Tuesday, March 10, 2009

Media News Group's I-News

As revenues slide, staffs dwindle, and traditional business models erode, the Media News Group is announcing a service that is calls “individuated news.” The news service, dubbed “I-News,” involves choosing the type of content you want to read and installing a bulky piece of hardware in your living room to print the news. I-News is a desperate solution to the news publishing industry’s wretched state. You have to give the Media News Group some credit for trying, but not much. The advent of RSS feeds and products like Netvibes and Google Reader make I-News completely irrelevant. In fact, if you’re determined to have your customized news actually look like a paper, that product already exists--it’s called Tabbloid and is from HP Labs.I am loath to offer such criticism without proposing a solution. The Media News Group is reacting to the current state of their business as if it were a cyclical downturn. While problems facing the print media industry have intensified during the current economic contraction, issues facing the Media News Group and the entire industry are part of a new reality and different set of assumptions under which they must operate. Rather than providing a service like I-News, the Media News Group would better position itself by moving entirely online and providing a hyper-local view of the news. By focusing on a specific industry, issue, or theme and having content written by participants with unique or expert perspectives, local papers could get an edge over national publishers and bloggers alike. This shift is something the San Jose Mercury News, located in the heart of Silicon Valley, was uniquely positioned to do, yet the paper ignored the opportunity and continued to print general business news syndicated from major papers.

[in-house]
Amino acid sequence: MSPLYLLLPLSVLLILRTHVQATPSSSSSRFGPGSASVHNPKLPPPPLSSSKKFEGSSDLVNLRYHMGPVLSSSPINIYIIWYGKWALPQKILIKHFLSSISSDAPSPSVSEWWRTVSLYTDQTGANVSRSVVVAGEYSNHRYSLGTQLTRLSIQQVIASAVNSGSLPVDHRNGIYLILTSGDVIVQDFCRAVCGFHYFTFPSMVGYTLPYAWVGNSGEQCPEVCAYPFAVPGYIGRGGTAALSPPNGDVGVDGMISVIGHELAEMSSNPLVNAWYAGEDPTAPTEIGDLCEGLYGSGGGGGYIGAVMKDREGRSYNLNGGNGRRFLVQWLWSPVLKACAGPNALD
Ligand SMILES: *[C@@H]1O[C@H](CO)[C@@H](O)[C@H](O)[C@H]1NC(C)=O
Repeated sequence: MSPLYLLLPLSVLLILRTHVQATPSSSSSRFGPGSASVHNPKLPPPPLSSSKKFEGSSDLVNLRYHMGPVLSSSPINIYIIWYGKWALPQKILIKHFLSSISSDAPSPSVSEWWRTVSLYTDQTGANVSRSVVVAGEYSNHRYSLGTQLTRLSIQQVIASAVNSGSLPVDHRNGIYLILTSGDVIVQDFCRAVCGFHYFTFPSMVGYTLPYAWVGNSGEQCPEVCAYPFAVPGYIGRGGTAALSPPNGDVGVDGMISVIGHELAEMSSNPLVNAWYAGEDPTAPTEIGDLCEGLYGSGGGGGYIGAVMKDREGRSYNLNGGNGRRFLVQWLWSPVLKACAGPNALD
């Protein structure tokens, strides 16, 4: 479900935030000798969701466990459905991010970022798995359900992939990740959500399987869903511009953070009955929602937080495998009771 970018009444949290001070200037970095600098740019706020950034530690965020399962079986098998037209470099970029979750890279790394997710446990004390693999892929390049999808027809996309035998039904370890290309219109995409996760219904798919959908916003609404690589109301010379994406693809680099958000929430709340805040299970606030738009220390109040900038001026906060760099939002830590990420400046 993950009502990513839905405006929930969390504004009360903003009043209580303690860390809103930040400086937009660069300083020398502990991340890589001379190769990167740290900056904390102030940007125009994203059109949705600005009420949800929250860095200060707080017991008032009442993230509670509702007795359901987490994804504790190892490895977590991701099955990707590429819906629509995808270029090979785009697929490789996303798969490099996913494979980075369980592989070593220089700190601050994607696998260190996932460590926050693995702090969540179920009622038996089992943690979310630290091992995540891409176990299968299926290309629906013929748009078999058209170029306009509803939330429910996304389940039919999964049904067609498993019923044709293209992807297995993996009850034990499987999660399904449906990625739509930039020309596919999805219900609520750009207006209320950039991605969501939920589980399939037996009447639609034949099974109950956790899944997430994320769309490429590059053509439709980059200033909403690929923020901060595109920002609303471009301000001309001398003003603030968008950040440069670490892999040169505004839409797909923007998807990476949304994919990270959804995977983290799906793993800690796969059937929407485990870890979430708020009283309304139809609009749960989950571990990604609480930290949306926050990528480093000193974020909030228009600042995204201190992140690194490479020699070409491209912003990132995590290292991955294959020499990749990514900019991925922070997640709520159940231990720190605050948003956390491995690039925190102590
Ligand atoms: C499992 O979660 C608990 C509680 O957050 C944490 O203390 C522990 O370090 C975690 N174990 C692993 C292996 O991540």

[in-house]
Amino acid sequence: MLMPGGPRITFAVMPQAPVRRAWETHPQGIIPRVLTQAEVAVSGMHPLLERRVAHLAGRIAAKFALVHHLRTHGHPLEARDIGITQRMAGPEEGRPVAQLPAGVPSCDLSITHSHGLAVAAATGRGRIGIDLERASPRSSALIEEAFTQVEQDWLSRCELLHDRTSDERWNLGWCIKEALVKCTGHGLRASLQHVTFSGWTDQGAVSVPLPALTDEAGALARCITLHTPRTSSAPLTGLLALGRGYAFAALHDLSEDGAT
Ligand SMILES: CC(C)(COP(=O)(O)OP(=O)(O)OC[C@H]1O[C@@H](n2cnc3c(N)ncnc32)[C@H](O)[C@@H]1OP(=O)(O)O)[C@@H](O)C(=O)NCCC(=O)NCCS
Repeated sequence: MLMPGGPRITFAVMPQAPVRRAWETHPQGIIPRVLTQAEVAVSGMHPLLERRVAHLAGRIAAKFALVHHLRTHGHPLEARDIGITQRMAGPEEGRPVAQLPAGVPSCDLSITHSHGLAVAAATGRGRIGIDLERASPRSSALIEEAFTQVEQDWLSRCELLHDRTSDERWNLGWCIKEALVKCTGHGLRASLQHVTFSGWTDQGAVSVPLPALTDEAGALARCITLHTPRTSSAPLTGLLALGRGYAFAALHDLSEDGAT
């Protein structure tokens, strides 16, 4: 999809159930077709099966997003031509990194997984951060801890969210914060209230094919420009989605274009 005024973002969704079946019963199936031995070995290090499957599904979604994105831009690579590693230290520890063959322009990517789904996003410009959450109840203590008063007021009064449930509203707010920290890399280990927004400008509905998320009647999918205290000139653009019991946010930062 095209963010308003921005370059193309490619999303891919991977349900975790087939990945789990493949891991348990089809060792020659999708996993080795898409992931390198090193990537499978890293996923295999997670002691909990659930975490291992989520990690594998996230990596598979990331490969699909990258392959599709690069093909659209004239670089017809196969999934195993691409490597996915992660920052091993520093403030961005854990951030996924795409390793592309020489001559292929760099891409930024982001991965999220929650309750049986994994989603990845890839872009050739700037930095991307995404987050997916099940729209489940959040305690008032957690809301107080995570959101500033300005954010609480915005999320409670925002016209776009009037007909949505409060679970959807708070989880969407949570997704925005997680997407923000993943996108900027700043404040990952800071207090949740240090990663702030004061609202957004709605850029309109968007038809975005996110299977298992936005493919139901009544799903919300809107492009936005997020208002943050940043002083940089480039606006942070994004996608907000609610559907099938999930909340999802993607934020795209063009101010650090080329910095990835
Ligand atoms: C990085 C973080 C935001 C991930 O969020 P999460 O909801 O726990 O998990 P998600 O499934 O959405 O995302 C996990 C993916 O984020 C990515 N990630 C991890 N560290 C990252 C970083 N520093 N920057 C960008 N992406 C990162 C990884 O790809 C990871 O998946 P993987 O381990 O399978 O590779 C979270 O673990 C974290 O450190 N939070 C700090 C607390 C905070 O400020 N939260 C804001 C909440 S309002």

GMoney said...

I don't believe a shift in coverage would relieve the industry's woes. The challenge facing the news industry is not content or readership; it is revenue.

In the days of old, newspapers received a substantial portion of their revenue from classified ads. With the rise of sites like Craigslist and eBay, classified ads (rightfully) went the way of the Dodo. People no longer pay for classified ads in print or online.
Moving the news online does not increase ad revenue or reduce costs in proportion to lost ad revenue from classifieds.

Furthermore, to argue that newspapers need to focus on local content in order to save themselves miss the point entirely. Content and readership is not the issue--more people consume news (online and in print) than ever before. The challenge is to figure out a business model that capitalizes on the ever-increasing pool of news consumers in our digital age without the support of classified ads.

Mr. Gawley

Will Hambly said...

@Mr. Gawley: Thanks for your comment. I haven't suggested that moving online is a panacea. It is a necessary but certainly not sufficient step toward viability.

Local content isn't the answer for newspapers in general, but for Media News Group, which runs over 50 local dailies, local news is their competency and primary market. Blogs that focus on a niche (like TechCrunch) are profitable operations and growing. Large national papers will be around for the foreseeable future but local papers' viability is less certain--and I'm offering a suggestion for them to improve.

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